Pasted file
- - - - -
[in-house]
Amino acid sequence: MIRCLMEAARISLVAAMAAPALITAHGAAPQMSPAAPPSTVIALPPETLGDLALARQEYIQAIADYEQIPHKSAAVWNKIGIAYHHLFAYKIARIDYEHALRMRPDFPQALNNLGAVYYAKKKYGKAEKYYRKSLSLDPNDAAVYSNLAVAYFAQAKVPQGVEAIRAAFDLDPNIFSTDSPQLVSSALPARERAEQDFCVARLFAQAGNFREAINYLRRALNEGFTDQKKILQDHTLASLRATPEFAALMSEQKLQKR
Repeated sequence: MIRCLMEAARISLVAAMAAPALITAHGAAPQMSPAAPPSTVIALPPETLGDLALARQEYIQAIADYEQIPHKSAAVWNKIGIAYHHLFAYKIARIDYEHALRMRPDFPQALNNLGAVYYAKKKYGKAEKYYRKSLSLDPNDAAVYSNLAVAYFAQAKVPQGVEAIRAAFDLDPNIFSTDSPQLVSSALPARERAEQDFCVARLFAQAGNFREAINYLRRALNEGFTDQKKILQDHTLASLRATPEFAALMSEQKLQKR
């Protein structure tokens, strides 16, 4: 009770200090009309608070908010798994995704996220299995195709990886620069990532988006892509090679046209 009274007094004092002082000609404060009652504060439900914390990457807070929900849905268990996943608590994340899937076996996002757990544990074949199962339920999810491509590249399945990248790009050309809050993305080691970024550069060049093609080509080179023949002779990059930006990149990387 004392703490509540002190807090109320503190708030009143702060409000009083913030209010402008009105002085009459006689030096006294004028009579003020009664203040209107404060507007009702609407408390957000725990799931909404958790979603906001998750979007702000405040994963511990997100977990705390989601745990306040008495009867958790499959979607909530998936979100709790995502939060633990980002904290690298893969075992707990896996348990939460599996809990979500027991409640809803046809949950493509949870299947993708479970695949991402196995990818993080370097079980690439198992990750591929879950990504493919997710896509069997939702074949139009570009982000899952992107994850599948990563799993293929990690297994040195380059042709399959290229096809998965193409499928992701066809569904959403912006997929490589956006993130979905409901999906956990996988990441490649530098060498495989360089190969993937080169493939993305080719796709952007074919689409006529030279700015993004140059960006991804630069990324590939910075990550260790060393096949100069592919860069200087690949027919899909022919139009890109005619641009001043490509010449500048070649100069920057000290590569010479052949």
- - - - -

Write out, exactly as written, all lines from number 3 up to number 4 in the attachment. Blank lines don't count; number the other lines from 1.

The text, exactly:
Repeated sequence: MIRCLMEAARISLVAAMAAPALITAHGAAPQMSPAAPPSTVIALPPETLGDLALARQEYIQAIADYEQIPHKSAAVWNKIGIAYHHLFAYKIARIDYEHALRMRPDFPQALNNLGAVYYAKKKYGKAEKYYRKSLSLDPNDAAVYSNLAVAYFAQAKVPQGVEAIRAAFDLDPNIFSTDSPQLVSSALPARERAEQDFCVARLFAQAGNFREAINYLRRALNEGFTDQKKILQDHTLASLRATPEFAALMSEQKLQKR
């Protein structure tokens, strides 16, 4: 009770200090009309608070908010798994995704996220299995195709990886620069990532988006892509090679046209 009274007094004092002082000609404060009652504060439900914390990457807070929900849905268990996943608590994340899937076996996002757990544990074949199962339920999810491509590249399945990248790009050309809050993305080691970024550069060049093609080509080179023949002779990059930006990149990387 004392703490509540002190807090109320503190708030009143702060409000009083913030209010402008009105002085009459006689030096006294004028009579003020009664203040209107404060507007009702609407408390957000725990799931909404958790979603906001998750979007702000405040994963511990997100977990705390989601745990306040008495009867958790499959979607909530998936979100709790995502939060633990980002904290690298893969075992707990896996348990939460599996809990979500027991409640809803046809949950493509949870299947993708479970695949991402196995990818993080370097079980690439198992990750591929879950990504493919997710896509069997939702074949139009570009982000899952992107994850599948990563799993293929990690297994040195380059042709399959290229096809998965193409499928992701066809569904959403912006997929490589956006993130979905409901999906956990996988990441490649530098060498495989360089190969993937080169493939993305080719796709952007074919689409006529030279700015993004140059960006991804630069990324590939910075990550260790060393096949100069592919860069200087690949027919899909022919139009890109005619641009001043490509010449500048070649100069920057000290590569010479052949």